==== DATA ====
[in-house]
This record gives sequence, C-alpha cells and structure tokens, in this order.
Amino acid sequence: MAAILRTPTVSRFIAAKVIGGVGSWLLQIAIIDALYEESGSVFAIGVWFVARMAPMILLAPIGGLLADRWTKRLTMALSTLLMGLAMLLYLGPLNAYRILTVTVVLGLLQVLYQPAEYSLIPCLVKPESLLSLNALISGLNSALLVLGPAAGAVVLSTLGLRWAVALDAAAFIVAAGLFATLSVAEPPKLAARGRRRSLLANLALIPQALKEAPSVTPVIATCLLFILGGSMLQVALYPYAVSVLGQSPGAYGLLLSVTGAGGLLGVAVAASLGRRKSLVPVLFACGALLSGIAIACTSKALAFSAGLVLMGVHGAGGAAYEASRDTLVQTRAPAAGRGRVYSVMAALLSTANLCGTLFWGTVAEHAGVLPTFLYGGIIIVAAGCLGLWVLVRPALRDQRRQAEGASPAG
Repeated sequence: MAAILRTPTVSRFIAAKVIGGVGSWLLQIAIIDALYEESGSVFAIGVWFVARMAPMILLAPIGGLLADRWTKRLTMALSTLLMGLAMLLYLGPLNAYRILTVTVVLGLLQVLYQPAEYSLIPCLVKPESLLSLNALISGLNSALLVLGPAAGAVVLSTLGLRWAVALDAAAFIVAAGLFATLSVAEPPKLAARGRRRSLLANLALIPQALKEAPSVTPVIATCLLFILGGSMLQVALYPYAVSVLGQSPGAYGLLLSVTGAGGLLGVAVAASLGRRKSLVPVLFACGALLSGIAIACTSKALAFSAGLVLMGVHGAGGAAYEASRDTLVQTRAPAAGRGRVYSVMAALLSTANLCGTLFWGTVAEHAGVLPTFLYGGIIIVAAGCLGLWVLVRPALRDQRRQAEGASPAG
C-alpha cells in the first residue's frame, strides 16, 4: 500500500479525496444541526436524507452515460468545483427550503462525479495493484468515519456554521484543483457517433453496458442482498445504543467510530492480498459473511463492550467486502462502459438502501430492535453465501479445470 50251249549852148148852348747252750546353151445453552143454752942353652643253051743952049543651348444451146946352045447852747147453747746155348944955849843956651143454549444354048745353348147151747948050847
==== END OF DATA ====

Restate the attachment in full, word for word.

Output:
[in-house]
This record gives sequence, C-alpha cells and structure tokens, in this order.
Amino acid sequence: MAAILRTPTVSRFIAAKVIGGVGSWLLQIAIIDALYEESGSVFAIGVWFVARMAPMILLAPIGGLLADRWTKRLTMALSTLLMGLAMLLYLGPLNAYRILTVTVVLGLLQVLYQPAEYSLIPCLVKPESLLSLNALISGLNSALLVLGPAAGAVVLSTLGLRWAVALDAAAFIVAAGLFATLSVAEPPKLAARGRRRSLLANLALIPQALKEAPSVTPVIATCLLFILGGSMLQVALYPYAVSVLGQSPGAYGLLLSVTGAGGLLGVAVAASLGRRKSLVPVLFACGALLSGIAIACTSKALAFSAGLVLMGVHGAGGAAYEASRDTLVQTRAPAAGRGRVYSVMAALLSTANLCGTLFWGTVAEHAGVLPTFLYGGIIIVAAGCLGLWVLVRPALRDQRRQAEGASPAG
Repeated sequence: MAAILRTPTVSRFIAAKVIGGVGSWLLQIAIIDALYEESGSVFAIGVWFVARMAPMILLAPIGGLLADRWTKRLTMALSTLLMGLAMLLYLGPLNAYRILTVTVVLGLLQVLYQPAEYSLIPCLVKPESLLSLNALISGLNSALLVLGPAAGAVVLSTLGLRWAVALDAAAFIVAAGLFATLSVAEPPKLAARGRRRSLLANLALIPQALKEAPSVTPVIATCLLFILGGSMLQVALYPYAVSVLGQSPGAYGLLLSVTGAGGLLGVAVAASLGRRKSLVPVLFACGALLSGIAIACTSKALAFSAGLVLMGVHGAGGAAYEASRDTLVQTRAPAAGRGRVYSVMAALLSTANLCGTLFWGTVAEHAGVLPTFLYGGIIIVAAGCLGLWVLVRPALRDQRRQAEGASPAG
C-alpha cells in the first residue's frame, strides 16, 4: 500500500479525496444541526436524507452515460468545483427550503462525479495493484468515519456554521484543483457517433453496458442482498445504543467510530492480498459473511463492550467486502462502459438502501430492535453465501479445470 50251249549852148148852348747252750546353151445453552143454752942353652643253051743952049543651348444451146946352045447852747147453747746155348944955849843956651143454549444354048745353348147151747948050847